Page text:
“I really didn’t think nothing of it. At that time in my life, my whole thought process was all fu**ed up. I ain’t really seen the future with what I was going through. It wasn’t like, ‘Oh my God I just met Eminem.’ I really didn’t see the vision that I could be saved or found like that until I got the phone call that they were ready for me. He changed my life around. He definitely changed my change in my pocket.”

After signing to Shady in 2002, Em took it upon himself to preface Obie’s arrival in the mainstream as best as he could by providing opportunities for him to spit on high-profile projects. After the “Obie Trice” skit on D12’s Devil’s Night, Obie’s“Real Name No Gimmicks” tagline from his breakout single “Rap Name” would be inserted into the opening salvo of the global smash hit and The Eminem Show lead single “Without Me.” Paired with stellar contributions to the label’s famed DJ Green Lantern-aided Invasion tape, his hyper-descriptive verse on “Drips” and a chance to rhyme alongside Em and DMX on “Go To Sleep” from The Cradle To The Grave OST, Obie had built up plenty of steam long before it was time to unveil his debut solo album, Cheers, in September of 2003.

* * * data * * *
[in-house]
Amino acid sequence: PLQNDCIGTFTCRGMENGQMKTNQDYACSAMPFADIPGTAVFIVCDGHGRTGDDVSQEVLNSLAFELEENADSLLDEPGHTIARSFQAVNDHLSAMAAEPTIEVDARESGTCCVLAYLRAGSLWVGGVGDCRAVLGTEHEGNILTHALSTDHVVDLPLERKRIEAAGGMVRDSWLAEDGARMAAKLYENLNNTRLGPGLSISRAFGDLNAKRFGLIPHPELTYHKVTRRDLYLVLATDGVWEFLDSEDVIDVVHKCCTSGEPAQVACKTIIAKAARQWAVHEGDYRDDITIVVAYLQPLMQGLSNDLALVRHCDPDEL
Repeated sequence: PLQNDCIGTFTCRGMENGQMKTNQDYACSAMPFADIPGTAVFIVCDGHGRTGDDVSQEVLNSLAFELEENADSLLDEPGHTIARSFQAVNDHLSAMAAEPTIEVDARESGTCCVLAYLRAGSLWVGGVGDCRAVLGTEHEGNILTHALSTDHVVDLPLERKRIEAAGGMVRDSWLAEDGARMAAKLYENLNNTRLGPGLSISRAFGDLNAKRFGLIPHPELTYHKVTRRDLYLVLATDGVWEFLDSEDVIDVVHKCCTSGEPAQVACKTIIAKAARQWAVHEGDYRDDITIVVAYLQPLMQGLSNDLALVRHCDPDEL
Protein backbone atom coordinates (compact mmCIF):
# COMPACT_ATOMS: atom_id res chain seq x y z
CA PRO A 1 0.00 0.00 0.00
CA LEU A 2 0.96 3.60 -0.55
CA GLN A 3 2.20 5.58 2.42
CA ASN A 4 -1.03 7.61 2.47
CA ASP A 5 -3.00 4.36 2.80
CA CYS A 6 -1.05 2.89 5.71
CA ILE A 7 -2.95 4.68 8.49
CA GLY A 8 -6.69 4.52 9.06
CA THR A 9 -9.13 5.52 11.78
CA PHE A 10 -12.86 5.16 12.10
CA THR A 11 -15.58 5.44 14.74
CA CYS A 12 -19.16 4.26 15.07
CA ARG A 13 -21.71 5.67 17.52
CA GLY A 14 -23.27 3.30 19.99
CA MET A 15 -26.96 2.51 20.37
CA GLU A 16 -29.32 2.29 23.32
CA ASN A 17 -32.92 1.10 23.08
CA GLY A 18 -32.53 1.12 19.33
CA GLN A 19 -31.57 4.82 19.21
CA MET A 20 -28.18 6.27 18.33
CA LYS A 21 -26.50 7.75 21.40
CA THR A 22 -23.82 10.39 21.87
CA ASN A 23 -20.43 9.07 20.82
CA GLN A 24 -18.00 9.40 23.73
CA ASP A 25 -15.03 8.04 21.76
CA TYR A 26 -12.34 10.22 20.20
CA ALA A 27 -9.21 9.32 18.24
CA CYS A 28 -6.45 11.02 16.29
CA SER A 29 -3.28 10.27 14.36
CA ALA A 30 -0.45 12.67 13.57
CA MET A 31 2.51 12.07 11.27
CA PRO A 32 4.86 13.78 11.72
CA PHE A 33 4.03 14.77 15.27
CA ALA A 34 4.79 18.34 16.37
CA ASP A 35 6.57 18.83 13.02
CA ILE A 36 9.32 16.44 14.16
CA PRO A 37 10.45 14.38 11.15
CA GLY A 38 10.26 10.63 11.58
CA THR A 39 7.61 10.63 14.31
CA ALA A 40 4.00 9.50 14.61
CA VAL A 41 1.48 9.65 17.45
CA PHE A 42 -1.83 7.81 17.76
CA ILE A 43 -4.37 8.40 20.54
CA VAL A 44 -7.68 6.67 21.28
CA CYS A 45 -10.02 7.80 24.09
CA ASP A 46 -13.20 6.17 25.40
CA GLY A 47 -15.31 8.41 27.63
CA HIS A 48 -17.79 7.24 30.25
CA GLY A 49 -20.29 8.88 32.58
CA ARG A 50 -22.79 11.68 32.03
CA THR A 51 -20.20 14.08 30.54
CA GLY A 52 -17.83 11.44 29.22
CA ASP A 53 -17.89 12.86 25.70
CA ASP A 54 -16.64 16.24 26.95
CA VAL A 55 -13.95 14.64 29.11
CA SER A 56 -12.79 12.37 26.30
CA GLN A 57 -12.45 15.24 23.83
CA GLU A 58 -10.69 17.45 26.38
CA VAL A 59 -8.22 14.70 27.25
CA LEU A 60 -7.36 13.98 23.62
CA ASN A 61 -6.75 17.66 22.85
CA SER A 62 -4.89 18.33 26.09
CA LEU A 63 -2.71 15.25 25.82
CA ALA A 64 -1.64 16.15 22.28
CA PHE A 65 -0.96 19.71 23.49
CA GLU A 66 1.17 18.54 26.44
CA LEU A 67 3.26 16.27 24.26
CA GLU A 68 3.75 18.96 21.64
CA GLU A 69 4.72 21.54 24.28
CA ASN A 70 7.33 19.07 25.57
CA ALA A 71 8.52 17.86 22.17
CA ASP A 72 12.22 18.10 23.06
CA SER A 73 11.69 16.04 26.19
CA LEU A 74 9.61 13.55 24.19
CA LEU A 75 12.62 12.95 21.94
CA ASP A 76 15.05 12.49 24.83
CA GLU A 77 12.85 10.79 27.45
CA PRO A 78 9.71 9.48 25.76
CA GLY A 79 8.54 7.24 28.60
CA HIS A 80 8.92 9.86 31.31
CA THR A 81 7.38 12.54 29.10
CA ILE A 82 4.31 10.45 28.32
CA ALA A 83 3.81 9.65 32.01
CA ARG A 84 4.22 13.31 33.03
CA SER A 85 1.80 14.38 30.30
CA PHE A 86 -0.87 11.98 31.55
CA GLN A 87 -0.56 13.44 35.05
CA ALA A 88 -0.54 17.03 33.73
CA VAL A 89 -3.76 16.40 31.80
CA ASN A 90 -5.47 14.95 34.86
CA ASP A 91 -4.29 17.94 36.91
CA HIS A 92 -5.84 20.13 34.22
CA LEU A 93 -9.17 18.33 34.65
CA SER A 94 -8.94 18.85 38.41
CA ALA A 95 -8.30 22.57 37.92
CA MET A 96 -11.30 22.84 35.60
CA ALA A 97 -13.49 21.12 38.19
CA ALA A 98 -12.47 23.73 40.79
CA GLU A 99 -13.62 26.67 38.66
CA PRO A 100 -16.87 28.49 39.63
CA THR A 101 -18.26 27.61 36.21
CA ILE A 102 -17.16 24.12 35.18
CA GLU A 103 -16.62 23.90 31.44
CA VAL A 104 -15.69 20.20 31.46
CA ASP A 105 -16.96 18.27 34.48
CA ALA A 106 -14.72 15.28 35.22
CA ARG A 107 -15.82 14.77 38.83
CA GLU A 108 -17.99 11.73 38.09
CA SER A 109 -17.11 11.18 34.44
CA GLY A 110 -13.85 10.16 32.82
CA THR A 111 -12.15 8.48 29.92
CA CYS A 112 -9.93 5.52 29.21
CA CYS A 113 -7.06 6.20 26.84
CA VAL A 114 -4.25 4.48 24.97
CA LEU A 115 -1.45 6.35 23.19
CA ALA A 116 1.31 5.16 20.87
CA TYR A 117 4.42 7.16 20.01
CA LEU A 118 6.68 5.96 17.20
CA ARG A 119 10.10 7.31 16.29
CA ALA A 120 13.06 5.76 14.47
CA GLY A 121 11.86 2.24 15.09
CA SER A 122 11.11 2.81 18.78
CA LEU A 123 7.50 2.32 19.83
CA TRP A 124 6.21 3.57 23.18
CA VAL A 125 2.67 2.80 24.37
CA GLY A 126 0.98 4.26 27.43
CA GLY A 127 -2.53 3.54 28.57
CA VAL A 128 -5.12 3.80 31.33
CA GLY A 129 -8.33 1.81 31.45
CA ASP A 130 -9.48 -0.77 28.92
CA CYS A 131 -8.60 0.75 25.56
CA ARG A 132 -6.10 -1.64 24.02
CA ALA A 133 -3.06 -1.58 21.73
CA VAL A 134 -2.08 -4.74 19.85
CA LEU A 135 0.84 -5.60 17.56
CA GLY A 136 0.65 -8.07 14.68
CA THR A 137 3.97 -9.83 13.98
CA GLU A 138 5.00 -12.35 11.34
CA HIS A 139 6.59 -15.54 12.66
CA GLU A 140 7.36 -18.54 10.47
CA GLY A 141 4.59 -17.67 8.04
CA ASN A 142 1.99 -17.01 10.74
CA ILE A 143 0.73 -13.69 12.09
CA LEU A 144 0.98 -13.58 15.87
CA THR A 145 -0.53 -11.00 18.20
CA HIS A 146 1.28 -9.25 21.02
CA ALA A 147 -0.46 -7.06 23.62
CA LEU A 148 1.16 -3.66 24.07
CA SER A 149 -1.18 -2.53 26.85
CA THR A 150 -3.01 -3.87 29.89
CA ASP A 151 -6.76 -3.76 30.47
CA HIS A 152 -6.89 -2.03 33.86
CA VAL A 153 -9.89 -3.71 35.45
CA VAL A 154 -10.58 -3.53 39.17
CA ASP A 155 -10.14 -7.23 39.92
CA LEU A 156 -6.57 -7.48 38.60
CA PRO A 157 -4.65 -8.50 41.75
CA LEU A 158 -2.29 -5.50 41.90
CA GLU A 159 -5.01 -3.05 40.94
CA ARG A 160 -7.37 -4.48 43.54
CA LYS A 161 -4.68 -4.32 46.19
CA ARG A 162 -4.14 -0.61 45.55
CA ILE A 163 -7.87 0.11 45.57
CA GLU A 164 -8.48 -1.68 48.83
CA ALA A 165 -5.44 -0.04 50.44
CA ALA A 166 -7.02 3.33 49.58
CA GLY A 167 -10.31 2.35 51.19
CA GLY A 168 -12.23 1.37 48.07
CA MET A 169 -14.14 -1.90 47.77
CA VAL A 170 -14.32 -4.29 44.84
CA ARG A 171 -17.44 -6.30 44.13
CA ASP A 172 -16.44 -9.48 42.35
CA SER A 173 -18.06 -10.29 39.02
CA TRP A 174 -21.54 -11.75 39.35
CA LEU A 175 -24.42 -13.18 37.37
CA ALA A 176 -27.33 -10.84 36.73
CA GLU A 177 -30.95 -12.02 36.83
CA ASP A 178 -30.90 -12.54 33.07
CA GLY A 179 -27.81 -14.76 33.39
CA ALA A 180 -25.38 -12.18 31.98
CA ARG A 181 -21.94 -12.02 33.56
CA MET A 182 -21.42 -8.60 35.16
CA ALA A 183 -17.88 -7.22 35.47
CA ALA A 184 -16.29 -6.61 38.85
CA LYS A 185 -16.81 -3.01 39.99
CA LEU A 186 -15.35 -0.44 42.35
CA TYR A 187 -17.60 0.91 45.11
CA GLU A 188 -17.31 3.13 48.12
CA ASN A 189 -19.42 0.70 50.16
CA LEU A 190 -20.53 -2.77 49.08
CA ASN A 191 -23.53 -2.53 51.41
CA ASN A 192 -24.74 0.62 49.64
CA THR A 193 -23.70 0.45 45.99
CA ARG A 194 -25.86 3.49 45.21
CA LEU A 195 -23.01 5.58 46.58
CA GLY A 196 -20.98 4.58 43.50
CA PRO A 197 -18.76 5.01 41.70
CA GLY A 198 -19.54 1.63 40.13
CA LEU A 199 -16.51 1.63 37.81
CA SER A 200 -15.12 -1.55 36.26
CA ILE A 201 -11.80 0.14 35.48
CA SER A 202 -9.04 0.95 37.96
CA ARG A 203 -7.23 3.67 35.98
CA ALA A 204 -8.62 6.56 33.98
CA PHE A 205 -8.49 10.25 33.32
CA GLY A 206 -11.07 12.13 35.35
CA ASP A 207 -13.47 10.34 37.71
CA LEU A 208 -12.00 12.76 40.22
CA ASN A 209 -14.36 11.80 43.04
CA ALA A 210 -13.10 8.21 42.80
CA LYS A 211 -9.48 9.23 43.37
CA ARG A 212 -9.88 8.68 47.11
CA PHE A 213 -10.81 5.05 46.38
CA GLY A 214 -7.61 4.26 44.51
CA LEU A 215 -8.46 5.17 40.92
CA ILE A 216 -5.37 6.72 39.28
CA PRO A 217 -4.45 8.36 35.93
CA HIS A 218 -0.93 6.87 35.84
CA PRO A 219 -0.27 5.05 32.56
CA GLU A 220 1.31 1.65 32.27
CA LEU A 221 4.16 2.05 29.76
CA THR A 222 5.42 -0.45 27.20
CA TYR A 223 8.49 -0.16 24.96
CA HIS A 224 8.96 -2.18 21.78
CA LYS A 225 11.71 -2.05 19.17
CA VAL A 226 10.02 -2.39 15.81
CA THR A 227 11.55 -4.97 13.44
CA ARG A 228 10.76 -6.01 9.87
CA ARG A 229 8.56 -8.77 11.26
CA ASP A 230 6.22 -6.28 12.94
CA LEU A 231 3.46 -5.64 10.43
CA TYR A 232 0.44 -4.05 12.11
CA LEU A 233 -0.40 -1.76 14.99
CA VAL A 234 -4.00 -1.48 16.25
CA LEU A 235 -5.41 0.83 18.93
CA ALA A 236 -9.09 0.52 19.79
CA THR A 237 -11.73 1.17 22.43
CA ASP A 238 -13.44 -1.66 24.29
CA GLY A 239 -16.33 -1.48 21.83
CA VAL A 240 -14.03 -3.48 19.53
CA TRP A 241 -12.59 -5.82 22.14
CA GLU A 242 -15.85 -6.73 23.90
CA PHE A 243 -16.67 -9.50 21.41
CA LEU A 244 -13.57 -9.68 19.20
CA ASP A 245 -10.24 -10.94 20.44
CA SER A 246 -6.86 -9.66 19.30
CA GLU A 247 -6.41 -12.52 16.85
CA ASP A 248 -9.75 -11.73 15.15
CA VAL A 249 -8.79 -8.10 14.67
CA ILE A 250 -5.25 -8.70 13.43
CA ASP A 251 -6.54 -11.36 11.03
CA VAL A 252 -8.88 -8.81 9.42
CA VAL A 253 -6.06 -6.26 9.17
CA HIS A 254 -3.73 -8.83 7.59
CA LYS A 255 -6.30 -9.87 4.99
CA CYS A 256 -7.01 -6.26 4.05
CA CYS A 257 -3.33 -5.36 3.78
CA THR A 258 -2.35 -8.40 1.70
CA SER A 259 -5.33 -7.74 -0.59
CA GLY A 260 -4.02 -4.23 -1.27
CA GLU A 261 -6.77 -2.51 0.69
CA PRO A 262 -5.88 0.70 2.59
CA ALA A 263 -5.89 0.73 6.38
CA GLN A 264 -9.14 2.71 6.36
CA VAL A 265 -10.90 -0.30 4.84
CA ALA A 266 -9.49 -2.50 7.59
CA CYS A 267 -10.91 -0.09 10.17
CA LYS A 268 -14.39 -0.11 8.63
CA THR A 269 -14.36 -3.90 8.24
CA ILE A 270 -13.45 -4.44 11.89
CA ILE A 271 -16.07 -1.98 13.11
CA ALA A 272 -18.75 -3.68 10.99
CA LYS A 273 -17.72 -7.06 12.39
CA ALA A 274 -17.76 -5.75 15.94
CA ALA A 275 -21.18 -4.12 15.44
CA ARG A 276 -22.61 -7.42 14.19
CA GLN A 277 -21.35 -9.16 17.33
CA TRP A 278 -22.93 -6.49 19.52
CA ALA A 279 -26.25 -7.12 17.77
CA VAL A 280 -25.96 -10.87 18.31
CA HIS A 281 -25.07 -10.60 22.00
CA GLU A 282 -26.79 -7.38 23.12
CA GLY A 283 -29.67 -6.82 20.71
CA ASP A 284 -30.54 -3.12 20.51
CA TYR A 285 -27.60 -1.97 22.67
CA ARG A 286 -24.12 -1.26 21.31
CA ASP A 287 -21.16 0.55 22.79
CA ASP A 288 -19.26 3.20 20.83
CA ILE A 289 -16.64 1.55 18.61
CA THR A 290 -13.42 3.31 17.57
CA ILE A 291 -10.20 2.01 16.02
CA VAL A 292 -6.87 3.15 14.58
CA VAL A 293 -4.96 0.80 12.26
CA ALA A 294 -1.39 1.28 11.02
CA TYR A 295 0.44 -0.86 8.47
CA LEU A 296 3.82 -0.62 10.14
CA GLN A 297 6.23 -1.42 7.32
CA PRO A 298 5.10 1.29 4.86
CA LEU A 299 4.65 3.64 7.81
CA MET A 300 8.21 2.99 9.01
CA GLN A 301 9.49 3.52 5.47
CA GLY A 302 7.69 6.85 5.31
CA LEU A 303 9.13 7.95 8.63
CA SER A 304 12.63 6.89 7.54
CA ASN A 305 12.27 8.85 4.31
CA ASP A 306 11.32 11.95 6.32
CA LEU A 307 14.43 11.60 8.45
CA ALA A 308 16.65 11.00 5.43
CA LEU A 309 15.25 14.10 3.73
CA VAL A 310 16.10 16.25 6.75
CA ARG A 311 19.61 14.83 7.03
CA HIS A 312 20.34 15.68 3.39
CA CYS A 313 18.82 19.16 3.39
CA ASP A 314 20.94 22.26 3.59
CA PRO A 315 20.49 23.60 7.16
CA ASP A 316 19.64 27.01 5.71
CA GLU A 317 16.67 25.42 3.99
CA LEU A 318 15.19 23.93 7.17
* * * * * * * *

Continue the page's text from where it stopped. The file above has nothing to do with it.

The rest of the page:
Recorded and released within a chaotic timespan for the Shady camp, Obie has said that the end product contains the ambiance of that tumultuous period within every bar and beat. “When I was making that record, we still was doing shows and getting into situations where shit could have got real bad out there. Getting in fights, traveling everywhere. Getting into situations with different individuals in the industry. There was a lot going on when I was making Cheers.”

Led by iconic tracks such as “Got Some Teeth” “We All Die One Day” and “Lady”, the record catapulted Obie to number five on the Billboard charts and would eventually be certified as gold by the RIAA. With that, Obie was living the lavish lifestyle of an Interscope-backed artist. 

Although there would be three years in between the records, Obie was initially undaunted by the prospect of following Cheers, an album which he now routinely describes as “my classic.” “Nah, man, that don’t put no pressure on me,” he said in October of 2003. “I’m gonna do my own thing. Obie Trice is his own individual. I can only do what I can do – that’s bring good music. And hopefully it’ll take off from there.”

Armed with a distinctive flow and propensity for wordplay that made for enthralling listening at every turn, it was clear that Obie had big plans. And unlike many others, he didn’t intend to play second fiddle and has since claimed that he “bodied” Eminem every time they converged on a track together. But as life and label drama intervened in his creative process, Obie would soon learn that things weren’t as simple as he’d envisioned back when he was basking in the glow of Cheers’ success.